The Stop Trafficking on Planes Act would require training for certain airline industry employees to recognize and report human trafficking; the legislation builds on voluntary efforts to encourage airline personnel to report trafficking to law enforcement
WASHINGTON, DC – U.S. Senators Amy Klobuchar (D-MN) and Mark Warner (D-VA) have introduced legislation to combat human trafficking on commercial air flights. The Stop Trafficking on Planes (STOP) Act would require training for certain airline industry employees to recognize and report suspected human trafficking to law enforcement. The legislation builds on the voluntary Blue Lightening Initiative currently administered by the Department of Homeland Security and the Department of Transportation. This bill has been endorsed by the Association of Flight Attendants-CWA and a companion version of the bill has been introduced in the House by Representatives Dina Titus (D-NV) and Barbara Comstock (R-VA).
"Flight attendants and other airline employees are on the front lines in the battle against trafficking. They want to help, and we need to arm them with the tools they need to identify and report these heinous crimes," Klobuchar said. "Trafficking is now the third largest criminal enterprise in the world. As a former prosecutor, I’ve seen firsthand the horror and violence women and children suffer as victims of human trafficking. We need to step up efforts to stop trafficking wherever it exists - on land, at sea and in the sky. I look forward to working with Senator Warner and airline workers to advance this important bill.”
“Flight attendants are our eyes in the sky and are uniquely positioned to play a key role in fighting this scourge. By training flight attendants and airline employees to spot and report human trafficking, we can help save victims and bring to justice those committing this heinous crime,” Warner said. “This bill will improve coordination and utilize infrastructure already in place to allow our airlines and our law enforcement to better combat human trafficking.”
"Everyone recognizes the horror of human trafficking, but we must turn our outrage into action," stated Sara Nelson, president of the Association of Flight Attendants-CWA. "We commend Senator Klobuchar and Senator Warner for introducing this legislation that will allow us to stop traffickers from using our skyways as a means to transport innocents to a life of slavery. Trained Flight Attendants can serve as 100,000 eyes in the skies to save lives by recognizing and reporting signs of trafficking. The infrastructure already exists in aviation, we just have to tap into it so law enforcement can achieve justice for the victims."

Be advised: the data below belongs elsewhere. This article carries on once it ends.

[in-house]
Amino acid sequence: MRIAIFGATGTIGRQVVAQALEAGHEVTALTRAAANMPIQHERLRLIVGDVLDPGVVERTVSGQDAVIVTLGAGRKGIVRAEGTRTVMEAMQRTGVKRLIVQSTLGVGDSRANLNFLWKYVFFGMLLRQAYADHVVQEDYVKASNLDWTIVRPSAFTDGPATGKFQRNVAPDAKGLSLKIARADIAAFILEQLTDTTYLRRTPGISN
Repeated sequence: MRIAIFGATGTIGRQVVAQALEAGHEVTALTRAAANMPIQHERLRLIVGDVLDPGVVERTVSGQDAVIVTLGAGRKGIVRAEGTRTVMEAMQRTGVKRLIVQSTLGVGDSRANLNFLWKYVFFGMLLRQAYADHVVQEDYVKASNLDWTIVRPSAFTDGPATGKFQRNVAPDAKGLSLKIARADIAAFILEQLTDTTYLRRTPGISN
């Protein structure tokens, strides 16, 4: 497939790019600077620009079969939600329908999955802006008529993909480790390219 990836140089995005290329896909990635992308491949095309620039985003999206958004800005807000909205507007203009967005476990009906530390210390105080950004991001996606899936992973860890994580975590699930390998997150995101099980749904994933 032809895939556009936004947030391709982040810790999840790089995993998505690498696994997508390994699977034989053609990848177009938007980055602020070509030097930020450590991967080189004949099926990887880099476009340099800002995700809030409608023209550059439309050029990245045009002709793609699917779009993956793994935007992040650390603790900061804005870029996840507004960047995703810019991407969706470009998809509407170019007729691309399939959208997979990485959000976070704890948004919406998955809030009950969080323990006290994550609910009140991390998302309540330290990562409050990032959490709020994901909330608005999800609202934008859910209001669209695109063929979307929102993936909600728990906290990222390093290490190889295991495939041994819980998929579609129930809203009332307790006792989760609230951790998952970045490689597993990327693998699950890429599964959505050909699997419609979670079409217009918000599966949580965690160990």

"Polaris is grateful for the leadership of Senators Klobuchar and Warner to combat human trafficking. We believe this legislation is an important step to ensure that individuals likely to encounter modern slavery in their daily work are trained to identify and respond to the crime appropriately,” said Polaris.
Klobuchar is a national leader in the fight to combat human trafficking. Her bipartisan legislation, the Justice for Victims of Trafficking Act, was signed into law last May. The legislation was modeled after Minnesota’s “Safe Harbor” law, which gives incentives for all states to have a safe harbor provision to help ensure minors who are sold for sex aren’t prosecuted as defendants, but are instead treated as victims. When a state passes a safe harbor law, it means that kids sold for sex should be steered towards child protection services, rather than being arrested, charged, or convicted under a state’s criminal laws. In addition to law enforcement provisions, the Justice for Victims of Trafficking Act helps victims rebuild their lives by using fines and penalties against perpetrators to improve the availability of victim services.
In 2002, then-Gov. Warner announced creation of a statewide Virginia AMBER Alert program to help law enforcement protect and recover missing and exploited children. In 2003, Gov. Warner authorized a federal, state, and local anti-gang strike force, and funded additional state and local prosecutors, as part of a coordinated law enforcement effort to combat a rise in gang-related crimes, including trafficking. As a member of the U.S. Senate, Sen. Warner supported the Justice for Victims of Trafficking Act last year.